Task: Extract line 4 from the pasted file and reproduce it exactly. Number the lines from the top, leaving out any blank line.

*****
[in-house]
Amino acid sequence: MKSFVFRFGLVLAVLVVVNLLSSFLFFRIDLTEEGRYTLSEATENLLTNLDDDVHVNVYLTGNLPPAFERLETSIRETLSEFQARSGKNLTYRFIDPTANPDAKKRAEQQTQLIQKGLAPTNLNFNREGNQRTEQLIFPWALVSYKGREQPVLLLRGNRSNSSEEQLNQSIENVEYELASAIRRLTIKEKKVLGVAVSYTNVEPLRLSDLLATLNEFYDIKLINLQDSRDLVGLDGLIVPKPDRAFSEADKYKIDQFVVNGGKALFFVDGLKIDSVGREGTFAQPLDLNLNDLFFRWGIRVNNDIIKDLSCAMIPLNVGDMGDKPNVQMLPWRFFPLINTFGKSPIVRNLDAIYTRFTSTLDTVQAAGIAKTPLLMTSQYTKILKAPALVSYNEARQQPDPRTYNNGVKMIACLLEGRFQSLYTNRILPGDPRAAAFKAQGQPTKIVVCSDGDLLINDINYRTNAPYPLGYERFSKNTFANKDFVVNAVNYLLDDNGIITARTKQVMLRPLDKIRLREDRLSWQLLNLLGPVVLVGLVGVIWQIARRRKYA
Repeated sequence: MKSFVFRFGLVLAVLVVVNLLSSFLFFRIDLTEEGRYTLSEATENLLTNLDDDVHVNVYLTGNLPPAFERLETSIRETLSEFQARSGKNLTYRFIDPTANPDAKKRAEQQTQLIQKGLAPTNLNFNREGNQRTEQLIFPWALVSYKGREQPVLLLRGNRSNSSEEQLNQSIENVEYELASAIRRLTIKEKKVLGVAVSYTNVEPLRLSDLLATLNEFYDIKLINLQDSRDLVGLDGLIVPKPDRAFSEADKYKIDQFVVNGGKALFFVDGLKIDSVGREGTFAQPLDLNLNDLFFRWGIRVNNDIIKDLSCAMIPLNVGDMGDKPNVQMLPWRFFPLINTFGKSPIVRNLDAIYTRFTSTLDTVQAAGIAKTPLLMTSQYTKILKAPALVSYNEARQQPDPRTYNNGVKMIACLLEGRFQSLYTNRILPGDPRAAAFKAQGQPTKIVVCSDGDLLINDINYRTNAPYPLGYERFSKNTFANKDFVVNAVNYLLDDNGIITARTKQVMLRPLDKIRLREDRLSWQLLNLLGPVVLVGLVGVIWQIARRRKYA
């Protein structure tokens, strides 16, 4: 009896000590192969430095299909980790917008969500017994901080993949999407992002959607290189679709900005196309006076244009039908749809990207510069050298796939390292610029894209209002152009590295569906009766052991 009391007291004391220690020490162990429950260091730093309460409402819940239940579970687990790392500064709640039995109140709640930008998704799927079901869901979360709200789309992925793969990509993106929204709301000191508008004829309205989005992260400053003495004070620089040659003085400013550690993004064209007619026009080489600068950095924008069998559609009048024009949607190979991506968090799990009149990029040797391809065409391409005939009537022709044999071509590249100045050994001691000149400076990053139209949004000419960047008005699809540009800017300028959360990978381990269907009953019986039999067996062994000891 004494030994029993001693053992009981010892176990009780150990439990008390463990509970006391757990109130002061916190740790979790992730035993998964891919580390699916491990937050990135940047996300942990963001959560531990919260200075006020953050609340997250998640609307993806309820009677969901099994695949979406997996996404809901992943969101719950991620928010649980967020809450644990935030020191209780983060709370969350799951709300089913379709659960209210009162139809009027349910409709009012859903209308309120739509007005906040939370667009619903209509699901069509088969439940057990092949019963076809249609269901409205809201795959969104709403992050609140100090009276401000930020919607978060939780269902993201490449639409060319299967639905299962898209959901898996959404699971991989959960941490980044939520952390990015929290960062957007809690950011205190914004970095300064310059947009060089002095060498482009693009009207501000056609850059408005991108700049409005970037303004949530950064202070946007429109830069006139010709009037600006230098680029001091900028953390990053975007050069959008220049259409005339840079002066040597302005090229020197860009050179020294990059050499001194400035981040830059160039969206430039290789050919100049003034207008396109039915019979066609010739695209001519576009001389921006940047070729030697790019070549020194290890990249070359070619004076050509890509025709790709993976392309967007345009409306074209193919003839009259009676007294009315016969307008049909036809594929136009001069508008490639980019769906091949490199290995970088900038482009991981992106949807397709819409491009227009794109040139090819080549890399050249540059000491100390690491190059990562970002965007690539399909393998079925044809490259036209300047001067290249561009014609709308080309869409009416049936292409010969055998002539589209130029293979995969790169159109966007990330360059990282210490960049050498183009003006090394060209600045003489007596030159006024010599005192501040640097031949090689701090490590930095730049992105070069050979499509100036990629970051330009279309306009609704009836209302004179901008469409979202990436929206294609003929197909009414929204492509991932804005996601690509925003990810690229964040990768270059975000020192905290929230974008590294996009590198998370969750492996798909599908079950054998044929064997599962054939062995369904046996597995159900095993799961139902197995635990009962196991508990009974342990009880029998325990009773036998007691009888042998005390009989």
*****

């Protein structure tokens, strides 16, 4: 009896000590192969430095299909980790917008969500017994901080993949999407992002959607290189679709900005196309006076244009039908749809990207510069050298796939390292610029894209209002152009590295569906009766052991 009391007291004391220690020490162990429950260091730093309460409402819940239940579970687990790392500064709640039995109140709640930008998704799927079901869901979360709200789309992925793969990509993106929204709301000191508008004829309205989005992260400053003495004070620089040659003085400013550690993004064209007619026009080489600068950095924008069998559609009048024009949607190979991506968090799990009149990029040797391809065409391409005939009537022709044999071509590249100045050994001691000149400076990053139209949004000419960047008005699809540009800017300028959360990978381990269907009953019986039999067996062994000891 004494030994029993001693053992009981010892176990009780150990439990008390463990509970006391757990109130002061916190740790979790992730035993998964891919580390699916491990937050990135940047996300942990963001959560531990919260200075006020953050609340997250998640609307993806309820009677969901099994695949979406997996996404809901992943969101719950991620928010649980967020809450644990935030020191209780983060709370969350799951709300089913379709659960209210009162139809009027349910409709009012859903209308309120739509007005906040939370667009619903209509699901069509088969439940057990092949019963076809249609269901409205809201795959969104709403992050609140100090009276401000930020919607978060939780269902993201490449639409060319299967639905299962898209959901898996959404699971991989959960941490980044939520952390990015929290960062957007809690950011205190914004970095300064310059947009060089002095060498482009693009009207501000056609850059408005991108700049409005970037303004949530950064202070946007429109830069006139010709009037600006230098680029001091900028953390990053975007050069959008220049259409005339840079002066040597302005090229020197860009050179020294990059050499001194400035981040830059160039969206430039290789050919100049003034207008396109039915019979066609010739695209001519576009001389921006940047070729030697790019070549020194290890990249070359070619004076050509890509025709790709993976392309967007345009409306074209193919003839009259009676007294009315016969307008049909036809594929136009001069508008490639980019769906091949490199290995970088900038482009991981992106949807397709819409491009227009794109040139090819080549890399050249540059000491100390690491190059990562970002965007690539399909393998079925044809490259036209300047001067290249561009014609709308080309869409009416049936292409010969055998002539589209130029293979995969790169159109966007990330360059990282210490960049050498183009003006090394060209600045003489007596030159006024010599005192501040640097031949090689701090490590930095730049992105070069050979499509100036990629970051330009279309306009609704009836209302004179901008469409979202990436929206294609003929197909009414929204492509991932804005996601690509925003990810690229964040990768270059975000020192905290929230974008590294996009590198998370969750492996798909599908079950054998044929064997599962054939062995369904046996597995159900095993799961139902197995635990009962196991508990009974342990009880029998325990009773036998007691009888042998005390009989």